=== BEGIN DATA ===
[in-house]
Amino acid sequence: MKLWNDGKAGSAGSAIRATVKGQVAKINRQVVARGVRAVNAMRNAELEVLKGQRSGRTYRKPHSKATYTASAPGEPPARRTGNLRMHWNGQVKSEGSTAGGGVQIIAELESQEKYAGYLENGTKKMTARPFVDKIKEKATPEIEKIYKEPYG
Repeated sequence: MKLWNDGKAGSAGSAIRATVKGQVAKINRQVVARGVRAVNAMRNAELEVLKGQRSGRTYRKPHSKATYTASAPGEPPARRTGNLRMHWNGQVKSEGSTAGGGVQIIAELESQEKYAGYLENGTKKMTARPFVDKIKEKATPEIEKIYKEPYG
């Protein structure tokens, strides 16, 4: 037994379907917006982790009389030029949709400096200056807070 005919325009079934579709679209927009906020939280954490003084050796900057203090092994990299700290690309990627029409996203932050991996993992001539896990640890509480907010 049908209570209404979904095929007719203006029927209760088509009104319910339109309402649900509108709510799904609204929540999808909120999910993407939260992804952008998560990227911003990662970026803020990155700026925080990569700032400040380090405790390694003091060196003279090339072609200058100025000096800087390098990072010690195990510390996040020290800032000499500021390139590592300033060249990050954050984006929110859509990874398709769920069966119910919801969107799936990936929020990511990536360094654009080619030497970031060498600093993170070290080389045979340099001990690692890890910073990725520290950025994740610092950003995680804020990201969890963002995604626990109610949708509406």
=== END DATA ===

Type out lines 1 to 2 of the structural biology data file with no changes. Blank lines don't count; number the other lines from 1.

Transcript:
[in-house]
Amino acid sequence: MKLWNDGKAGSAGSAIRATVKGQVAKINRQVVARGVRAVNAMRNAELEVLKGQRSGRTYRKPHSKATYTASAPGEPPARRTGNLRMHWNGQVKSEGSTAGGGVQIIAELESQEKYAGYLENGTKKMTARPFVDKIKEKATPEIEKIYKEPYG